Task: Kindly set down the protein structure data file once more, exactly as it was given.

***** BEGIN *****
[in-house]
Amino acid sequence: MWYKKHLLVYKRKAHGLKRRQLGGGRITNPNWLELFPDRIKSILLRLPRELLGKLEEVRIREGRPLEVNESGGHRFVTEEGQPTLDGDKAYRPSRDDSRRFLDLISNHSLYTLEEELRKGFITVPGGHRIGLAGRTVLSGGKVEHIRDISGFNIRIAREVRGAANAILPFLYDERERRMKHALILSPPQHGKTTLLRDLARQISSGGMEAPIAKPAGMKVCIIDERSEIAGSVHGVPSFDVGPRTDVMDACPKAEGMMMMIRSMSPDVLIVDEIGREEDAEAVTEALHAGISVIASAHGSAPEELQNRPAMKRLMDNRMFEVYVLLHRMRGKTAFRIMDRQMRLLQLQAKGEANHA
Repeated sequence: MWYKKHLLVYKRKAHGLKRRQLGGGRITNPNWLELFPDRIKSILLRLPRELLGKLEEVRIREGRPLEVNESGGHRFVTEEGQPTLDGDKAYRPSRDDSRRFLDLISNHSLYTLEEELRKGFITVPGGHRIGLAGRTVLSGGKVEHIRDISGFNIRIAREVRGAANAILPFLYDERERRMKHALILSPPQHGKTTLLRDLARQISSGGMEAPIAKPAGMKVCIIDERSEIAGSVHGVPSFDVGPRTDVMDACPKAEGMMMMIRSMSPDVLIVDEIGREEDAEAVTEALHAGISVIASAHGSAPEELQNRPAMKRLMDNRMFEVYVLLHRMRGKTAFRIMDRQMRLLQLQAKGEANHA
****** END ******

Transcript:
[in-house]
Amino acid sequence: MWYKKHLLVYKRKAHGLKRRQLGGGRITNPNWLELFPDRIKSILLRLPRELLGKLEEVRIREGRPLEVNESGGHRFVTEEGQPTLDGDKAYRPSRDDSRRFLDLISNHSLYTLEEELRKGFITVPGGHRIGLAGRTVLSGGKVEHIRDISGFNIRIAREVRGAANAILPFLYDERERRMKHALILSPPQHGKTTLLRDLARQISSGGMEAPIAKPAGMKVCIIDERSEIAGSVHGVPSFDVGPRTDVMDACPKAEGMMMMIRSMSPDVLIVDEIGREEDAEAVTEALHAGISVIASAHGSAPEELQNRPAMKRLMDNRMFEVYVLLHRMRGKTAFRIMDRQMRLLQLQAKGEANHA
Repeated sequence: MWYKKHLLVYKRKAHGLKRRQLGGGRITNPNWLELFPDRIKSILLRLPRELLGKLEEVRIREGRPLEVNESGGHRFVTEEGQPTLDGDKAYRPSRDDSRRFLDLISNHSLYTLEEELRKGFITVPGGHRIGLAGRTVLSGGKVEHIRDISGFNIRIAREVRGAANAILPFLYDERERRMKHALILSPPQHGKTTLLRDLARQISSGGMEAPIAKPAGMKVCIIDERSEIAGSVHGVPSFDVGPRTDVMDACPKAEGMMMMIRSMSPDVLIVDEIGREEDAEAVTEALHAGISVIASAHGSAPEELQNRPAMKRLMDNRMFEVYVLLHRMRGKTAFRIMDRQMRLLQLQAKGEANHA